I’ve created an $events object and defined an events method. In the events method, I instantiate an EventManager object using the current class. I also instantiate a new Logging class, which is, to be fair, a poorly named class which logs to a file, the information available.

I attach then attach to the self-named isValid.pre and isValid.post, passing the logging class. I then override the isValid method, triggering the pre method before validation and post afterwards, passing in the form class and form data.

I don’t hold up execution or change it in anyway as you can see with return $isValid.

The Listener Class

namespace MaltBlue\Listener;

use Zend\Log\Writer\Stream;
use Zend\Log\Logger;
use MaltBlue\Listener\Exception;

class Logging {
  public static function logOutput($event)
    $logdir = dirname(__DIR__) . "/../../data/logs/";
    $stream = @fopen($logdir . "logs.log", 'a', false);
    if (!$stream) {
      throw new Exception\InvalidFileException( 'Failed to open stream' );
    $writer = new Stream($stream);
    $logger = new Logger();

    switch ($event->getName()) {
      case ("isValid.post"):
        list($id, $title, $artist, $submit) = each( $event->getParams() );
        $message = sprintf(
          "Post form validation: %s %s ", $title, $artist, $event->getParam('id')

      case ("isValid.pre"):
        list($id, $title, $artist, $submit) = each( $event->getParams() );
        $message = sprintf(
          "Pre form validation: %s %s ", $title, $artist, $event->getParam('id')

The function, logOutput, above receives an EventManager object and initialises a Zend Log object adding a stream writer. I then have a simple switch statement looking at the $event object.

It uses one of the methods of the object, getName, to determine what event just fired. If it’s either isValid.post or isValid.pre, then it takes action, extracting the information passed in through the getParams method. It trivially logs some of the information to a log entry.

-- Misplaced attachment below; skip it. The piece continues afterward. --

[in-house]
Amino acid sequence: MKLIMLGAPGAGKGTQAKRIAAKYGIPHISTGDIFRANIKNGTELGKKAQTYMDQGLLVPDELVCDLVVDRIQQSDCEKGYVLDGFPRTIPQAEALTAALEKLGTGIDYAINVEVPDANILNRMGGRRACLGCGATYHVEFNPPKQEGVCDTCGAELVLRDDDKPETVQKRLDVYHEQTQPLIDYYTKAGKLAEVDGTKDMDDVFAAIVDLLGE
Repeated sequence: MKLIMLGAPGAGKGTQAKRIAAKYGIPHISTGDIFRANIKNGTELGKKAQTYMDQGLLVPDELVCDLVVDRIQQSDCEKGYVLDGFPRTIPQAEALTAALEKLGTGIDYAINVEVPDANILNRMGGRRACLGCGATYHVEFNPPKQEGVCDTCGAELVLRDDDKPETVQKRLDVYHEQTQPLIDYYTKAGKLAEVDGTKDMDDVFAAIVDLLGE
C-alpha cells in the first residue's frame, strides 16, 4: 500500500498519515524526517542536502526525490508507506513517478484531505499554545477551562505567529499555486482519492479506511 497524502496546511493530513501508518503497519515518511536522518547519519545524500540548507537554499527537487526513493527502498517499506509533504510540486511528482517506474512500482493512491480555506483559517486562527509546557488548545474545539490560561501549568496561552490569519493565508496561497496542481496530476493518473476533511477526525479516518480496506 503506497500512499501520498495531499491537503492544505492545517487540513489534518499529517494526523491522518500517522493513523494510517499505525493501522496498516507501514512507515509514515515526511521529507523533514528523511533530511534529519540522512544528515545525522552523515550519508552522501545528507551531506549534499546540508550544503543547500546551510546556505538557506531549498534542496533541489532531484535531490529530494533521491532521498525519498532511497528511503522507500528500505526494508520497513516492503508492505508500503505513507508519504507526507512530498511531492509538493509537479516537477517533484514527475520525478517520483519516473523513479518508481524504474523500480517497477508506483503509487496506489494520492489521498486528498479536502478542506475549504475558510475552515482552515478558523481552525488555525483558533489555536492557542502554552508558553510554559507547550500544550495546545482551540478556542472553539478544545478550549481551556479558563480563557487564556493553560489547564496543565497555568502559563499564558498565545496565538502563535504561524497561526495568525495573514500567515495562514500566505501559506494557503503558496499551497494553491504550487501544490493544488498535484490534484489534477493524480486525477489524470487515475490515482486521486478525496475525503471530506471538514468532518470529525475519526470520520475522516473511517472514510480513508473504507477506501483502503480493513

In this, slightly longer example, you can see more of the functionality available. You can see how:

  • We can trigger events as required
  • Create our own named events suiting our purpose
  • Know what event was fired
  • Look at the information in the event

All without extending a class needlessly and poorly. I could have taken a lot of different types of action here. I could have:

  • Sent a tweet
  • Sent an email
  • Displayed further information

However, I’ve kept it intentionally simple as my intent is to introduce the EventManager, not give it an exhaustive run through.

I’ve provided a list of helpful and valuable links in the further reading section below to help you see how you can use it in a range of forms.

What Are Your Thoughts on the Zend Framework EventManager?

What I’ve written here is my take on how the EventManager works and understanding of the key concepts which compose it. However I’m still learning about it too and would love to hear your understanding about it.

Do you believe it’s written the write way and really does allow us to develop cleaner, more effective and scalable applications? Feel free to share your experience and knowledge in the comments below so we can all better use the EventManager in ZF2.

Further Reading

You might also be interested in these tutorials too...

Thu, Jun 27, 2013

\Zend\Db\Sql - Creating Joins and Unions with Ease

In part two of the \Zend\Db\Sql\Select series, we create inner, outer, left and right joins as well as union queries with ease. Come learn more about building queries simply, effectively and easily in your every day applications with Zend Framework 2.

Tue, Jun 26, 2018

What Are Delegator Factories and Why You Should Use Them

Ever wanted to dynamically expand the functionality of an object which you retrieve from your dependency injection container, based on different needs, yet without creating messy, hard to maintain configurations? Then you’re going to want to know about a powerful new technique - called Delegator Factories.

Tue, Jul 25, 2017

How to Create a Zend Expressive Module

Ever thought of creating a Zend Expressive module, one that either scratches an itch or allows you to use a set of related functionality across multiple Zend Expressive projects? I created one recently and share how I did it with you in this three-part series.

Want more tutorials like this?

If so, enter your email address in the field below and click subscribe.

You can unsubscribe at any time by clicking the link in the footer of the emails you'll receive. Here's my privacy policy, if you'd like to know more. I use Mailchimp to send emails. You can learn more about their privacy practices here.

Join the discussion

comments powered by Disqus